Large-scale figure sculpture has not survived well but some monumental examples can still be seen such as those cut from the rock face at the Longmen Caves, Fengxian temple near Luoyang. Dating to 675 CE the 17.4 metre high figures represent a Buddhist Heavenly King and demon guardians. Another celebrated example of Chinese sculpture on a life-size scale are the figures of Shi Huangti ’s “ Terracotta Army
. Over 7,000 figures of warriors, 600 horses and several chariots were set to guard the tomb of the 3rd-century BCE Qin emperor. Much effort was made to render each figure unique despite them all being made from a limited repertoire of assembled body parts made from moulds. Faces and hair, in particular, were modified to give the illusion of a real army composed of unique individuals.
Regarding smaller-scale works, the Shang Dynasty (c. 1600-1046 BCE) is famous for its cast bronze work. Common shapes of bronze vessels are three-legged cauldrons, sometimes with the legs made into animals, birds, or dragons. They can be circular or square, and many have lids and handles. Sharp relief decoration includes repeating patterns, masks, and scroll motifs. The Shang artists also produced vessels in the form of three-dimensional animals such as rams, elephants, and mythological creatures.

Shang Dynasty Bronze Zun

In the Han period, small-scale sculpture took the form of stone or bricks stamped and carved with relief scenes and they are particularly common in tombs. Outstanding examples come from the Wu Liang Shrine at Jiaxiang. Dating to 151 CE or 168 CE, there are some 70 relief slabs which carry scenes of battles and famous historical figures, such as Confucius, all identified by accompanying texts and covering a chronological Chinese history in a pictorial record similar to a history book.
Also in the Han period, cast bronze sculptures of horses were popular. These are usually depicted in full gallop with only one hoof resting on the base so that they almost appear to be flying. Earthenware figurines of single standing women, men, and servants are common from the Han period. Cast bronze was used to make small figurines and ornate incense burners. These were often inlaid with gold and silver or gilded. One superb piece is a gilded bronze oil-lamp in the form of a kneeling servant girl, which dates to the late 2nd century BCE.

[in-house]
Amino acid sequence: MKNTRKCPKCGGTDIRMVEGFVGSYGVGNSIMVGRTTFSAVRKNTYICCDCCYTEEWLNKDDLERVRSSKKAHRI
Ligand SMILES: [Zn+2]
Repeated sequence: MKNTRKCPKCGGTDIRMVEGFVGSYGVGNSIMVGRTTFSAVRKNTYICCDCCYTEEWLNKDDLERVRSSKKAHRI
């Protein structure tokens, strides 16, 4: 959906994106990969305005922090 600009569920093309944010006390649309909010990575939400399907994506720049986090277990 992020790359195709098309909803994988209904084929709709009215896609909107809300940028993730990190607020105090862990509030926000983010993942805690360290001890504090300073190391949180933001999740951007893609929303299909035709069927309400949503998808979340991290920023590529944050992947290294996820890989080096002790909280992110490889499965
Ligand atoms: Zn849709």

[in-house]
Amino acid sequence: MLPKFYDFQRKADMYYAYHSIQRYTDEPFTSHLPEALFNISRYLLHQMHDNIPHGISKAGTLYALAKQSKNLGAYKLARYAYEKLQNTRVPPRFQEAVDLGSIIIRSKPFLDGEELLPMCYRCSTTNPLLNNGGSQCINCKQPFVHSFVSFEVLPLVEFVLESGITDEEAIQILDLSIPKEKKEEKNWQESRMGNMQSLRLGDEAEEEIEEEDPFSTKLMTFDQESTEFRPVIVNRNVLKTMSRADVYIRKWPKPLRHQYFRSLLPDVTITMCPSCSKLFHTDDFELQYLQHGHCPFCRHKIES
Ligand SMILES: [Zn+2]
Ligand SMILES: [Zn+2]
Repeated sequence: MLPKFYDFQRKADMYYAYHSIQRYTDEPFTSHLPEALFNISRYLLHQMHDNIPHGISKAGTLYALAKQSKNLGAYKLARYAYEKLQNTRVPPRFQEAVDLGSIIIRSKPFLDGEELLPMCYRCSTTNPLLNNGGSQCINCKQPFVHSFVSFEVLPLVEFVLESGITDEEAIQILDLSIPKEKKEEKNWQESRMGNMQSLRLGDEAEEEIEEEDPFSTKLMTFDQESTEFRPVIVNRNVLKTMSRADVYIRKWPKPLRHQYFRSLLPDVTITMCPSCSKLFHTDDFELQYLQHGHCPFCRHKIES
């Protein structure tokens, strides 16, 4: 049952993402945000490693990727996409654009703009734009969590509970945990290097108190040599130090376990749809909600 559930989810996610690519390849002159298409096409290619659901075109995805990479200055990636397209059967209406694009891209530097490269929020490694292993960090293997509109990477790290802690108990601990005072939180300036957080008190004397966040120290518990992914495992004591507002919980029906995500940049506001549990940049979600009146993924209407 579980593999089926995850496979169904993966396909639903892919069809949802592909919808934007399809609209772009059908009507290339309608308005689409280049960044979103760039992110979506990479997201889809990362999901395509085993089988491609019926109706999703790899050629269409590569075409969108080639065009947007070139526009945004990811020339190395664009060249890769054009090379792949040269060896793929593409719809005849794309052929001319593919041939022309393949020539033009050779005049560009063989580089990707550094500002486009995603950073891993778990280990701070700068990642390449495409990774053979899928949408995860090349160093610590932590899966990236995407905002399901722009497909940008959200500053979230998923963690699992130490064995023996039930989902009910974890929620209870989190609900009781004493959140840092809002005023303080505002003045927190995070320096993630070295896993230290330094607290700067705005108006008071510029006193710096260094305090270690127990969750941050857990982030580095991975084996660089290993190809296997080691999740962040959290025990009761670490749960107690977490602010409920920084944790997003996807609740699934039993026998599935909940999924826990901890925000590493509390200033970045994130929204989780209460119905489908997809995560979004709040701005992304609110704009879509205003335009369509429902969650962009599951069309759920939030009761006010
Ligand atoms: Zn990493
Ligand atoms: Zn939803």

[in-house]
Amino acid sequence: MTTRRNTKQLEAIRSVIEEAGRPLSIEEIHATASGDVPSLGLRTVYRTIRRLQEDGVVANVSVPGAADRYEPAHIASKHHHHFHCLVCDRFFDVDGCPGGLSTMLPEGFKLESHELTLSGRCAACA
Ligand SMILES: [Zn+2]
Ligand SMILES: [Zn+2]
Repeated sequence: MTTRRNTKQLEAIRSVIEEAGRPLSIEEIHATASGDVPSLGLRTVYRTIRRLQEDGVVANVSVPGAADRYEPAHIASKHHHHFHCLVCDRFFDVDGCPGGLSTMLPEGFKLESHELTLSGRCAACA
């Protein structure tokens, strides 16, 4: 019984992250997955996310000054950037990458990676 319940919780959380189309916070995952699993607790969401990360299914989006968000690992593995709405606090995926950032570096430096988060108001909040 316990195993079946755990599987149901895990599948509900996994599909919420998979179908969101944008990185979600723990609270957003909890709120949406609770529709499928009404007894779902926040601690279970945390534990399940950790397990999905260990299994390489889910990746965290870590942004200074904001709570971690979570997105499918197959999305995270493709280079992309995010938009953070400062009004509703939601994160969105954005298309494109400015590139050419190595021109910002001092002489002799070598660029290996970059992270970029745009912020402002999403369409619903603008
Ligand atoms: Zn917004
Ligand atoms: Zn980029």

While the tombs of emperors and important people sometimes had large figure statues set outside them most later sculpture was of Buddhist subjects. By the time of the Tang dynasty, the wealth of the Buddhist monasteries permitted a great production of religious art. The most popular subjects, as ever, were the Buddha and bodhisattvas, and they ranged from miniature figurines to life-size statues. Unlike in previous periods, figures became much less static, their suggested flowing movement even drawing criticism from some that serious religious figures, on occasion, now looked more like court dancers.

Tang Three-colour Glaze Jar


The Chinese were the masters of pottery and ceramics. They produced everything from heavy and functional storage jars in earthenware to exquisitely decorated bowls in the most delicate of porcelain, from vases to garden stools, teapots to pillows.They produced the first glaze wares, the first green celadons and the first underglaze wares painted with cobalt blue. Early developments in techniques and kilns led to both higher firing temperatures and the first glazed pottery during the Han period.Pottery, especially the vessels painted with a grey slip commonly found in Han tombs, very often imitated the shape and decoration of bronze vessels, and this would be a goal of many potters in later periods. Clay was used to produce small unglazed models of ordinary houses which were set in tombs to accompany the dead and, presumably, symbolically meet their need for a new home. Many such models are complete with adjacent animal pen and figurines of their occupants and animals.